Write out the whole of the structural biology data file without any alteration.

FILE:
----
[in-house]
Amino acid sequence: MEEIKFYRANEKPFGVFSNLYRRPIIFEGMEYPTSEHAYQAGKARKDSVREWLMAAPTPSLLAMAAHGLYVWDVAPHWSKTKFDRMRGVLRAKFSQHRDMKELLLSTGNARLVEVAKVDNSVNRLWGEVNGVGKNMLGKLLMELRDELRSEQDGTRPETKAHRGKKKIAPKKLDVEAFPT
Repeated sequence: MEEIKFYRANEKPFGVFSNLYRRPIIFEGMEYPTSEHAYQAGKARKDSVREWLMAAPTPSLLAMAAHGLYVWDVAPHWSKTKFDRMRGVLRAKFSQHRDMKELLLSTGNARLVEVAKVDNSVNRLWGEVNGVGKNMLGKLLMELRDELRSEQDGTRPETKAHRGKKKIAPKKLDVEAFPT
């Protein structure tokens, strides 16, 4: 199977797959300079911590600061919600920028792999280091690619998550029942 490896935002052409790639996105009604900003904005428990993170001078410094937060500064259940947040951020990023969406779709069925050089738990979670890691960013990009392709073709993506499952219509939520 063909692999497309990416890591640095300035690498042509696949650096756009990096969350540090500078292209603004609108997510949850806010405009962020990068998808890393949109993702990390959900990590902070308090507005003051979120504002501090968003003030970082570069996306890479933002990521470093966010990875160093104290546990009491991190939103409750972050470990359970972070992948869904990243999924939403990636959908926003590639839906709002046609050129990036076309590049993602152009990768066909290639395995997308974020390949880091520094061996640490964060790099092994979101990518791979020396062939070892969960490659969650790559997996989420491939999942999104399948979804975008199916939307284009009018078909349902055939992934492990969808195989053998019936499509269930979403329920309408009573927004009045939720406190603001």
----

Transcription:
[in-house]
Amino acid sequence: MEEIKFYRANEKPFGVFSNLYRRPIIFEGMEYPTSEHAYQAGKARKDSVREWLMAAPTPSLLAMAAHGLYVWDVAPHWSKTKFDRMRGVLRAKFSQHRDMKELLLSTGNARLVEVAKVDNSVNRLWGEVNGVGKNMLGKLLMELRDELRSEQDGTRPETKAHRGKKKIAPKKLDVEAFPT
Repeated sequence: MEEIKFYRANEKPFGVFSNLYRRPIIFEGMEYPTSEHAYQAGKARKDSVREWLMAAPTPSLLAMAAHGLYVWDVAPHWSKTKFDRMRGVLRAKFSQHRDMKELLLSTGNARLVEVAKVDNSVNRLWGEVNGVGKNMLGKLLMELRDELRSEQDGTRPETKAHRGKKKIAPKKLDVEAFPT
């Protein structure tokens, strides 16, 4: 199977797959300079911590600061919600920028792999280091690619998550029942 490896935002052409790639996105009604900003904005428990993170001078410094937060500064259940947040951020990023969406779709069925050089738990979670890691960013990009392709073709993506499952219509939520 063909692999497309990416890591640095300035690498042509696949650096756009990096969350540090500078292209603004609108997510949850806010405009962020990068998808890393949109993702990390959900990590902070308090507005003051979120504002501090968003003030970082570069996306890479933002990521470093966010990875160093104290546990009491991190939103409750972050470990359970972070992948869904990243999924939403990636959908926003590639839906709002046609050129990036076309590049993602152009990768066909290639395995997308974020390949880091520094061996640490964060790099092994979101990518791979020396062939070892969960490659969650790559997996989420491939999942999104399948979804975008199916939307284009009018078909349902055939992934492990969808195989053998019936499509269930979403329920309408009573927004009045939720406190603001």